Tutankhamun world tour sparks debate among antiquities experts

German specialists in restoration work on antiquities in glass and metal Christian Eckmann works on the restoration process of the golden mask of Tutankhamun at the Egyptian Museum in Cairo. (File photo: AFP)
Updated 18 February 2018
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Tutankhamun world tour sparks debate among antiquities experts

CAIRO: Plans to embark on a worldwide tour to showcase 166 artifacts belonging to Egyptian pharaoh Tutankhamun set for next month have sparked a debate among antiquities experts, a news report said Sunday.
The exhibition is scheduled to tour seven foreign countries, starting from Los Angeles in the United States on March 23 and will continue over the next 7 years, Egypt Antiquities Minister Khalid Al-Anani said.
The exhibition includes 166 artifacts, excluding the basic pieces of Tutankhamun, Anani added. The full collection of Tutankhamun contains about 5,000 pharaonic pieces, he explained, which are scheduled to be displayed at the opening of the Grand Egyptian Museum by the end of this year.
Egypt’s Heritage Task Force said that the duration of the overseas show is 7 years, and it is expected to generate close to $50mn.
But academics and scholars from within and outside the Antiquities Ministry are reportedly campaigning against the exhibition over concerns the monuments may be falsified, stolen or replaced.
A Facebook page has been created to call on President Abdel Fattah el-Sisi to intervene and open an investigation into the exhibition.
Monika Hanna, a member of the campaign, called the exhibition a “catastrophe,” according to Al-Masry El-Youm newspaper.
She said the law of archaeological artifacts allows the rental of duplicates, not originals, and leasing to scientific bodies or museums, not private companies as per the terms of this contract.
She noted that the “insurance value of the golden coffin of Tutankhamun is low,” amounting to only $5 million, and said the company may pay it to Egypt and claim it was stolen.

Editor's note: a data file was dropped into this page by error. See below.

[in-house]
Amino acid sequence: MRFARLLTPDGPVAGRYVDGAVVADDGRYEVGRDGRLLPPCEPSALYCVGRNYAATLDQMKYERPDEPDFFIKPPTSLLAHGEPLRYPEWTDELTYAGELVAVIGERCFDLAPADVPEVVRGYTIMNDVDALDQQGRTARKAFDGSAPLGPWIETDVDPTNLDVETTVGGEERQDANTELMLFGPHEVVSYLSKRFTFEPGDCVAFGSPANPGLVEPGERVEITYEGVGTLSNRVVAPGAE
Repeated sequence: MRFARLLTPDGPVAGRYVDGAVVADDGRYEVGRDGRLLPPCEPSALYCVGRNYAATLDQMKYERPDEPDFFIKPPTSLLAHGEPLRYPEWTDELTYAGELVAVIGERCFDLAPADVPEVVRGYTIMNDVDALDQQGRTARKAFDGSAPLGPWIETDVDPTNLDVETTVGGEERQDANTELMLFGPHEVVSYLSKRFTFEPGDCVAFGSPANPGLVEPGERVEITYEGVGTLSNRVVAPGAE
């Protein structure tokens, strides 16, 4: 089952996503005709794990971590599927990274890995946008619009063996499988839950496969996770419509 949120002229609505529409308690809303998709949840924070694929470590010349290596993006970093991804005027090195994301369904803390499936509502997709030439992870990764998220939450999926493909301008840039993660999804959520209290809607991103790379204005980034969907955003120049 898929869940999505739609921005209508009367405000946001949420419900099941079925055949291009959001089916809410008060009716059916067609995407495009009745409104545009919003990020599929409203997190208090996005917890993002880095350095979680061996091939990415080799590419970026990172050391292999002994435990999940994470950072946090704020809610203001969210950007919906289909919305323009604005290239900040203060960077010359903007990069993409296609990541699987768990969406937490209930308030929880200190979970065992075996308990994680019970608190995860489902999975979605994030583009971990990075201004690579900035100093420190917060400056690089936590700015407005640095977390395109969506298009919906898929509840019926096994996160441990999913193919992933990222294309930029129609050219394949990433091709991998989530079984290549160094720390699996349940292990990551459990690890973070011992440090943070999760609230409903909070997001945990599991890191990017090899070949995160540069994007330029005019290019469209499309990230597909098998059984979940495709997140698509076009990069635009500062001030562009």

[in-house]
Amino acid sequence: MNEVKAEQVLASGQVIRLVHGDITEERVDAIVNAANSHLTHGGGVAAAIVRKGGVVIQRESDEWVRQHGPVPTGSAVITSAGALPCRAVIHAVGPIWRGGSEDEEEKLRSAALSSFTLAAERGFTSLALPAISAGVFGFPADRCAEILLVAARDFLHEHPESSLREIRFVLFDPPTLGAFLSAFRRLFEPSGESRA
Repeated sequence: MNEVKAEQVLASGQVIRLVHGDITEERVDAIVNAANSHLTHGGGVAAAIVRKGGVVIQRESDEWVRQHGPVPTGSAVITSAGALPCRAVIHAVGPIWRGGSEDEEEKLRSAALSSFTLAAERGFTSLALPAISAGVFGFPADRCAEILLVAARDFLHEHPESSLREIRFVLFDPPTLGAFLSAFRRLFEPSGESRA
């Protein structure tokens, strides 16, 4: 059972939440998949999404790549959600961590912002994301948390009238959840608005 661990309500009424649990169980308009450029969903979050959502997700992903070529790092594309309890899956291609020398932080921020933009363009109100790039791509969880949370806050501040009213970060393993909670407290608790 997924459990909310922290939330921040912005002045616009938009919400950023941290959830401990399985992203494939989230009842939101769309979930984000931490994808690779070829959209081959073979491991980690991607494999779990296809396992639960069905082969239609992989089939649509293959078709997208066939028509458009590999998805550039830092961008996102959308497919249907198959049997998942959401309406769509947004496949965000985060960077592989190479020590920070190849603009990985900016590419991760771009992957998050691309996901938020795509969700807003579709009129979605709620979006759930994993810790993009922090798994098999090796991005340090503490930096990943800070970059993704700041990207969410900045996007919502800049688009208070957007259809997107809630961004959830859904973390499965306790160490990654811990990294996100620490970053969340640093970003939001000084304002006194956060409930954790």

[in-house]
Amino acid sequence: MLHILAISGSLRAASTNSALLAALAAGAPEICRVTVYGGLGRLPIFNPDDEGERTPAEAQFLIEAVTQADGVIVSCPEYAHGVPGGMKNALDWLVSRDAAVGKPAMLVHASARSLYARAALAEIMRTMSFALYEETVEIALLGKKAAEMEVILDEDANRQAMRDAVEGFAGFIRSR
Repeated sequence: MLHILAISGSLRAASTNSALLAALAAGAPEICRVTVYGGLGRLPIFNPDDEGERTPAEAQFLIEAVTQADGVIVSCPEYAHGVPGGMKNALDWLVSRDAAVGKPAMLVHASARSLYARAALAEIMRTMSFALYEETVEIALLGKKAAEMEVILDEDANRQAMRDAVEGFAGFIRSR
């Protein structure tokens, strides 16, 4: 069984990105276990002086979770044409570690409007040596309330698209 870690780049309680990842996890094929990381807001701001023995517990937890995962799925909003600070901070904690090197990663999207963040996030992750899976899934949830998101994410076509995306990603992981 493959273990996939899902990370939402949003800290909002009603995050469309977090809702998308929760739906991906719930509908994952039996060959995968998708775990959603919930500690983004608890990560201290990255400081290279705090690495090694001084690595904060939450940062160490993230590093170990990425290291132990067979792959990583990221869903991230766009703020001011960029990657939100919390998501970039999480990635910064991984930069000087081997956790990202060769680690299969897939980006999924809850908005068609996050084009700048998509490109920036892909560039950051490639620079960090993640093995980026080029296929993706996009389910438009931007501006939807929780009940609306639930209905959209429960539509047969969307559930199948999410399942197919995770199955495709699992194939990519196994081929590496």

She expressed concern over the fact that the monuments will remain outside Egypt for 7 years, and wondered if the inauguration of the Grand Egyptian Museum will be delayed until that time.
Gharib Sonbol, Head of the Central Administration for Restoration and a member of the Foreign Exhibitions Committee, said that an imprint was prepared for all the artifacts that are scheduled to travel to ensure that the pieces will not falsified or replaced.


Film Review: Mowgli’s latest jungle run releases on Netflix

Updated 09 December 2018
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Film Review: Mowgli’s latest jungle run releases on Netflix

CHENNAI: Technology is not a bad thing, but when stretched to the extreme it can hamper films. “Mowgli: The Legend of the Jungle,” which was released on Netflix this week, seems to suffer on this precise point.

Directed by the Hollywood legend that is Andy Serkis, the film employs his trademark use of technology that records an actor’s performance in three dimensions then maps the digital character, in this case the animals of the jungle, over the top.

While he is famous for his performance-capture techniques, it can be distracting from the plot and a little bizarre to watch on screen as the all-star cast — Benedict Cumberbatch as Bengal tiger Shere Khan, Cate Blanchett as the snake Kaa and Christian Bale as the panther Bagheera — morph into animal form.

Disney’s 2016 computer animated remake of Rudyard Kipling’s work was a huge hit and Serkis’ effort pales in comparison, but the upside to this latest remake of Mowgli’s adventure is that it focuses on the boy-cub’s (played by Rohan Chand) interaction with other humans and does so delightfully.

According to an interview with The Associated Press, Serkis was deep into planning when Disney’s version was announced, and, although he knew the films would be quite different, there was still pressure to be first. Once that “went away” when Disney beat them to theaters, Serkis said, they decided to take the time they needed to refine the story and get the performances and the technology up to his standard.

The film follows Mowgli as he is captured by a hunter (played by Matthew Rhys) and taken to a neighboring village, where a kind woman (Frieda Pinto) nurses him and even sings him a lullaby. Ultimately, the plot boils down to a choice between two worlds — the jungle and the village — and the young boy must choose between the lesser of two evils.

Serkis’ work has an important message for audiences and shouts loud and clear about the dangers of expanding urban developments in countries like India. The forests are shrinking, says a character in the film, and perhaps this film will shed light on the need to save the wildlife therein.